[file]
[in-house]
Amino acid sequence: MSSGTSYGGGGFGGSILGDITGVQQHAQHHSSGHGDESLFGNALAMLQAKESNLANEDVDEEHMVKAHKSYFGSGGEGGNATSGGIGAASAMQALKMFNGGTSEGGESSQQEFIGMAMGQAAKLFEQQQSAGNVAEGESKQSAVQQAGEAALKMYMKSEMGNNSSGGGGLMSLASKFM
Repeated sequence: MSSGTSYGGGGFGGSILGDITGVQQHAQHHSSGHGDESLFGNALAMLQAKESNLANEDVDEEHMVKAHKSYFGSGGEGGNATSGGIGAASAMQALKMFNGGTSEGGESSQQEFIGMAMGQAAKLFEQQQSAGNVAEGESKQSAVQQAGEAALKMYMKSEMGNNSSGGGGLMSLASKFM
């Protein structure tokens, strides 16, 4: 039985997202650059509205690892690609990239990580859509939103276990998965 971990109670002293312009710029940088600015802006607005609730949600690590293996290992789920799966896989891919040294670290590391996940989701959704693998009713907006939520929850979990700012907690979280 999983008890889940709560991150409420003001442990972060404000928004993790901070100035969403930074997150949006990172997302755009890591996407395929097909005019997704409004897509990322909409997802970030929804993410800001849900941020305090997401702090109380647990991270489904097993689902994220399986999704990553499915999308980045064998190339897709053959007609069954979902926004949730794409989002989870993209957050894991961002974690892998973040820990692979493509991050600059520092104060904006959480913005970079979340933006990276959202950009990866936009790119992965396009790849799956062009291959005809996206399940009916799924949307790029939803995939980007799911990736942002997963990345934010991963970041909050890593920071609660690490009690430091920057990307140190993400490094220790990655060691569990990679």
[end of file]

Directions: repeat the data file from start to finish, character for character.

[in-house]
Amino acid sequence: MSSGTSYGGGGFGGSILGDITGVQQHAQHHSSGHGDESLFGNALAMLQAKESNLANEDVDEEHMVKAHKSYFGSGGEGGNATSGGIGAASAMQALKMFNGGTSEGGESSQQEFIGMAMGQAAKLFEQQQSAGNVAEGESKQSAVQQAGEAALKMYMKSEMGNNSSGGGGLMSLASKFM
Repeated sequence: MSSGTSYGGGGFGGSILGDITGVQQHAQHHSSGHGDESLFGNALAMLQAKESNLANEDVDEEHMVKAHKSYFGSGGEGGNATSGGIGAASAMQALKMFNGGTSEGGESSQQEFIGMAMGQAAKLFEQQQSAGNVAEGESKQSAVQQAGEAALKMYMKSEMGNNSSGGGGLMSLASKFM
């Protein structure tokens, strides 16, 4: 039985997202650059509205690892690609990239990580859509939103276990998965 971990109670002293312009710029940088600015802006607005609730949600690590293996290992789920799966896989891919040294670290590391996940989701959704693998009713907006939520929850979990700012907690979280 999983008890889940709560991150409420003001442990972060404000928004993790901070100035969403930074997150949006990172997302755009890591996407395929097909005019997704409004897509990322909409997802970030929804993410800001849900941020305090997401702090109380647990991270489904097993689902994220399986999704990553499915999308980045064998190339897709053959007609069954979902926004949730794409989002989870993209957050894991961002974690892998973040820990692979493509991050600059520092104060904006959480913005970079979340933006990276959202950009990866936009790119992965396009790849799956062009291959005809996206399940009916799924949307790029939803995939980007799911990736942002997963990345934010991963970041909050890593920071609660690490009690430091920057990307140190993400490094220790990655060691569990990679």